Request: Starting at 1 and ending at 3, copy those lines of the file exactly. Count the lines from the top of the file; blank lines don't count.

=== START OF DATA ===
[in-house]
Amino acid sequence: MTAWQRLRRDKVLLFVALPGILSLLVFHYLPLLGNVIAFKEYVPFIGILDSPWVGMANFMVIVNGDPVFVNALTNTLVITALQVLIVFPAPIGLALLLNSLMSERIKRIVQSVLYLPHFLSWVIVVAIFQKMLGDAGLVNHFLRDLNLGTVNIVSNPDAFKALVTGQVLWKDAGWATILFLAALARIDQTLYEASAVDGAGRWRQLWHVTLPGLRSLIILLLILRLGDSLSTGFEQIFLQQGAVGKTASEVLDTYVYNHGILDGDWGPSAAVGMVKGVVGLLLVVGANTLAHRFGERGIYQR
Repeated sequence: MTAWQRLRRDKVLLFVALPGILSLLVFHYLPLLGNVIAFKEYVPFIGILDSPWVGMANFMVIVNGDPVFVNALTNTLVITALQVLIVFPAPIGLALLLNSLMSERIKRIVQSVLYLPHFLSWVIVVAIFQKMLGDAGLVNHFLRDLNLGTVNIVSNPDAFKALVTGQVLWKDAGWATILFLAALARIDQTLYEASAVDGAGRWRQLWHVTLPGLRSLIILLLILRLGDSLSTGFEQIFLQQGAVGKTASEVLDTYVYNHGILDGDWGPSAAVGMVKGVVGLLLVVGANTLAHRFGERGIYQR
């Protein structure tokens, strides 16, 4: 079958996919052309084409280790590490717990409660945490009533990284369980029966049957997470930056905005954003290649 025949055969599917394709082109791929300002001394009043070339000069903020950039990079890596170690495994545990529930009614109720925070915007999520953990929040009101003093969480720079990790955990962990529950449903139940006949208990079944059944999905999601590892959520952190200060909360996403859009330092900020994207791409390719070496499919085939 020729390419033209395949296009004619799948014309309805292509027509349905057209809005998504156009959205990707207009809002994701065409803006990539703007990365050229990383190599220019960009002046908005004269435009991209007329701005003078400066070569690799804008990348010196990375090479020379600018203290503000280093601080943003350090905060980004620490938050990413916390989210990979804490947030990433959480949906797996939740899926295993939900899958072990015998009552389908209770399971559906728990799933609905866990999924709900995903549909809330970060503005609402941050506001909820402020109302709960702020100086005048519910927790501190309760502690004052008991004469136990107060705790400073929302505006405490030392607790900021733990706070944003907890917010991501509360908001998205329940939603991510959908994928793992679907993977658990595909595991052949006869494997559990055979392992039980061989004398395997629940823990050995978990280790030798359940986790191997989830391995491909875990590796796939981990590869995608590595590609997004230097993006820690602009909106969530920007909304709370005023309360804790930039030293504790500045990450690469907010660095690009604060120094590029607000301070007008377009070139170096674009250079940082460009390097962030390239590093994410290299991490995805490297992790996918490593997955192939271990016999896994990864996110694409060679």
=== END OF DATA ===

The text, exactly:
[in-house]
Amino acid sequence: MTAWQRLRRDKVLLFVALPGILSLLVFHYLPLLGNVIAFKEYVPFIGILDSPWVGMANFMVIVNGDPVFVNALTNTLVITALQVLIVFPAPIGLALLLNSLMSERIKRIVQSVLYLPHFLSWVIVVAIFQKMLGDAGLVNHFLRDLNLGTVNIVSNPDAFKALVTGQVLWKDAGWATILFLAALARIDQTLYEASAVDGAGRWRQLWHVTLPGLRSLIILLLILRLGDSLSTGFEQIFLQQGAVGKTASEVLDTYVYNHGILDGDWGPSAAVGMVKGVVGLLLVVGANTLAHRFGERGIYQR
Repeated sequence: MTAWQRLRRDKVLLFVALPGILSLLVFHYLPLLGNVIAFKEYVPFIGILDSPWVGMANFMVIVNGDPVFVNALTNTLVITALQVLIVFPAPIGLALLLNSLMSERIKRIVQSVLYLPHFLSWVIVVAIFQKMLGDAGLVNHFLRDLNLGTVNIVSNPDAFKALVTGQVLWKDAGWATILFLAALARIDQTLYEASAVDGAGRWRQLWHVTLPGLRSLIILLLILRLGDSLSTGFEQIFLQQGAVGKTASEVLDTYVYNHGILDGDWGPSAAVGMVKGVVGLLLVVGANTLAHRFGERGIYQR